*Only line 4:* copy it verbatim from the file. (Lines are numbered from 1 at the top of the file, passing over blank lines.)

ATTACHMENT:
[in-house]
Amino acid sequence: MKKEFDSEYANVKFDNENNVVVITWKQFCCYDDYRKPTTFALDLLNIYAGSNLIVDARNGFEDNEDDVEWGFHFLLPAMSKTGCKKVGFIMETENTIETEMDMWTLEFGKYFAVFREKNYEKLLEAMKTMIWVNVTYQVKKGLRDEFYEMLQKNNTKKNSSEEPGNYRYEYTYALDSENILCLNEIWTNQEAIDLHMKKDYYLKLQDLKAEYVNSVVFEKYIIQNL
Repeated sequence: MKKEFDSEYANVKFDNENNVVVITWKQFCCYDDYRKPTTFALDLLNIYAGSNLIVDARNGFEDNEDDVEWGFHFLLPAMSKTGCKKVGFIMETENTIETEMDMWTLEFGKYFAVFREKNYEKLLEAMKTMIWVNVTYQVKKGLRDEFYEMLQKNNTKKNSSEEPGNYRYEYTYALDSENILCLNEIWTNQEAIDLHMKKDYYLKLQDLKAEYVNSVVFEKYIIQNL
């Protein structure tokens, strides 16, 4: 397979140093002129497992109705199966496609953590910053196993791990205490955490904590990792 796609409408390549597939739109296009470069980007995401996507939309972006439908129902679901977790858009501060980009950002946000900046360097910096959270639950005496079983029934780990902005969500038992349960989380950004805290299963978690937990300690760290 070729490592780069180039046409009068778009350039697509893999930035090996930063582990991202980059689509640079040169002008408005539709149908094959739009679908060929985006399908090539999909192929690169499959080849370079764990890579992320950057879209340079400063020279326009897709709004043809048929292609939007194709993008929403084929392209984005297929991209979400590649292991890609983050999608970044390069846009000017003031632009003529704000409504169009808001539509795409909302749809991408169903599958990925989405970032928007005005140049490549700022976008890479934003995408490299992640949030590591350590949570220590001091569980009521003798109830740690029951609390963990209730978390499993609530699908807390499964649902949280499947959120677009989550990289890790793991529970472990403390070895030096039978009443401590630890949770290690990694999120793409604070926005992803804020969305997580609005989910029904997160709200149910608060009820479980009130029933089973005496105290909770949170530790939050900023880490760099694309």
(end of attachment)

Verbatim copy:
């Protein structure tokens, strides 16, 4: 397979140093002129497992109705199966496609953590910053196993791990205490955490904590990792 796609409408390549597939739109296009470069980007995401996507939309972006439908129902679901977790858009501060980009950002946000900046360097910096959270639950005496079983029934780990902005969500038992349960989380950004805290299963978690937990300690760290 070729490592780069180039046409009068778009350039697509893999930035090996930063582990991202980059689509640079040169002008408005539709149908094959739009679908060929985006399908090539999909192929690169499959080849370079764990890579992320950057879209340079400063020279326009897709709004043809048929292609939007194709993008929403084929392209984005297929991209979400590649292991890609983050999608970044390069846009000017003031632009003529704000409504169009808001539509795409909302749809991408169903599958990925989405970032928007005005140049490549700022976008890479934003995408490299992640949030590591350590949570220590001091569980009521003798109830740690029951609390963990209730978390499993609530699908807390499964649902949280499947959120677009989550990289890790793991529970472990403390070895030096039978009443401590630890949770290690990694999120793409604070926005992803804020969305997580609005989910029904997160709200149910608060009820479980009130029933089973005496105290909770949170530790939050900023880490760099694309």